Some not-for-profits problems have no solutions

Borthwick Chris Jul2019lg

In this help sheet series, Our Community’s resident agony uncle, Chris Borthwick, offers answers to frequently asked questions about issues not-for-profits are facing.

Agony Uncle reflects on a common misapprehension: that the law has consequences, and that the regulator is there to get involved in your committee’s squabbles.

In my capacity as first responder here at the Institute of Community Directors Australia, I’ve received three queries in the past few days that have all shared the same basic misapprehensions about the law. Specifically, people – board members, members of the organisation, office bearers – think that the law matters a lot more than it actually does.

Most of the time in not-for-profit governance, of course, as in life as a citizen, most people follow the rules most of the time because it’s easier that way and they don’t care all that much. Many people care a little, but if things don’t go their way they’ll shrug and move on, or out. When people care a lot, however – for selfish or unselfish reasons, it doesn’t matter – we move to a new level where things can’t be taken for granted.

People tend to think:

  • that the answers to procedural questions are to be found in the Act, or at least in the constitution.
    This is very seldom true. Both the Act and your constitution hit the high points and expect you to fill in the rest based on what seems a good idea on the day. On the down side, you can’t just turn to the index and find the answer to your question. On the up side, if you decide to do what you think is best, nobody can prove you wrong.
  • that if, unusually, someone does something that is a clear breach of the Act or the constitution, this “ illegality” means that they can’t do it.
    Right? Wrong? Who cares? The question that comes up here isn’t, unfortunately, “Is what they did illegal/unconstitutional?” The question is “Given that they’ve just done it, what’s going to stop them getting away with it?”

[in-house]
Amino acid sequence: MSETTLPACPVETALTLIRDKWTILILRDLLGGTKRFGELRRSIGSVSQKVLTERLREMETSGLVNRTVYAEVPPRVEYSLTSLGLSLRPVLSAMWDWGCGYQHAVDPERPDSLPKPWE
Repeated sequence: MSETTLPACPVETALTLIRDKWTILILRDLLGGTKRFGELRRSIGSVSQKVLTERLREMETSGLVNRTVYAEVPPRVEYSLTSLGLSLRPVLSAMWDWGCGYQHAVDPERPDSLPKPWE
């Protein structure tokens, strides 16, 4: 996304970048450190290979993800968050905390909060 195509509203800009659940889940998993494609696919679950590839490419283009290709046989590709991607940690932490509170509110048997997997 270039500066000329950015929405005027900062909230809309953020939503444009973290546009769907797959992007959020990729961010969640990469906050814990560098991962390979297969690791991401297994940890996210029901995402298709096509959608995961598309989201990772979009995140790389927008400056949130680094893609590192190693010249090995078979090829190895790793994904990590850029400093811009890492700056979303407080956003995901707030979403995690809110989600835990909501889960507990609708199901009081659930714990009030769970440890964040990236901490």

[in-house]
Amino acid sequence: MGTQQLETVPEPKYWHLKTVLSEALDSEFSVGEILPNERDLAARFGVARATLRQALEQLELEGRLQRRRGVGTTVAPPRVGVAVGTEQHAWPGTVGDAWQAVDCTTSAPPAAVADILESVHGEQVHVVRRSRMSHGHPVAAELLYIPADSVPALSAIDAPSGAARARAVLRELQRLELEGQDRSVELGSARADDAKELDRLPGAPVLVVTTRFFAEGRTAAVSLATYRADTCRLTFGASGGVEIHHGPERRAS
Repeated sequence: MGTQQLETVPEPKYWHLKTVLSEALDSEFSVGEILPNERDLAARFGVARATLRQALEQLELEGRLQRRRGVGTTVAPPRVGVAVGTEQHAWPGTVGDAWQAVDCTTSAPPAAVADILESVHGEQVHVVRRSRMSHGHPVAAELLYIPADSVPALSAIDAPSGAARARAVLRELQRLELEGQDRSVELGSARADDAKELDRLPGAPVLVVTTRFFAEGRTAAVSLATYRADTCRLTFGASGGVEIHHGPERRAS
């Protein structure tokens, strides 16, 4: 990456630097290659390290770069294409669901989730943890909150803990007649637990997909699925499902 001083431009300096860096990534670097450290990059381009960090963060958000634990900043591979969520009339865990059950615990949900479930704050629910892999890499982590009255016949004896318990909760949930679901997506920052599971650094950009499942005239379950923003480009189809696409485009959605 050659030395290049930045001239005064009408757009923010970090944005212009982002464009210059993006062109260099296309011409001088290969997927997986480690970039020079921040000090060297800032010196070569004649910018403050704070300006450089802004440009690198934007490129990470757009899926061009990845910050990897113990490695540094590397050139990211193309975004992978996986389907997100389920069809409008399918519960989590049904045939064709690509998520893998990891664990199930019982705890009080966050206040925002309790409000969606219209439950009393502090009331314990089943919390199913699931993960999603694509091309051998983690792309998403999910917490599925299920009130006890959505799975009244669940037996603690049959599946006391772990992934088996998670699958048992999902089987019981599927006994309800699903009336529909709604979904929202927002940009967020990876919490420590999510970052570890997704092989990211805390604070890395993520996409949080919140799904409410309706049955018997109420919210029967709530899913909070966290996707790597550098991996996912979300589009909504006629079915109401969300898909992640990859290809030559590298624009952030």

• that if someone has breached the constitution, the authorities will step in and back up the rest of the committee.
    Dream on. The police are interested only to the extent that it involves the possibility of someone going to jail, which is a very high bar indeed. All the NFP regulators are unanimous that any constitutional dispute is a purely contractual issue to be decided within the organisation and none of their business. You’re on your own. You can take the offender to the courts (No! No! No! Don’t do it!) or you can sort it out face to face.
  • that the chair, board or general meeting has the authority to tell the wrongdoer to stop it and follow the rules.
    Well, yes, the chair, board or general meeting has the same authority to tell the disruptor to follow the rules as a parent has to tell a three-year-old to stop throwing a tantrum: uncontested, but curiously irrelevant.
  • that there’s a way around not having the votes.
    If the constitution is unarguably on your side, that and $4.50 will get you a cup of coffee. If you want right to prevail against injustice – if you want to reverse the wrong, or expel the wrongdoer – you can move a motion in the board, or in a general meeting, if you have the votes. If not, not.
  • that dispute resolution procedures resolve disputes.
    Voluntary mediation procedures work well when you’re dealing with people who are fair-minded, open to compromise, and without personal investment in particular outcomes. This describes virtually none of the people who become involved in disputes that are serious enough to warrant mediation. At best, these rules provide a cooling-off period; at worst, it’s time spent turning up the flame under a saucepan of milk.

A quite understandable reaction to that depressing list is to say “You’ve told me what doesn’t work. What does work?” The one infallible rule here is that once a dispute has gone toxic there is no infallible rule for unwinding it. Every untroubled NFP is alike, as Tolstoy almost said, and every troubled NFP is troubled in its own way. It’s certainly worth considering compromising, splitting the difference, or ignominiously giving in, but even that’s not always guaranteed to end it. Personalities are primary, rules are at best secondary.

I certainly think it would be nice if acts, constitutions, bylaws, rules, policies and commandments were self-enforcing, and those who broke them were struck down with great vengeance and furious anger. I have to acknowledge, though, that the universe has other views. Some problems have no solutions, only consequences.

Ask Agony Uncle

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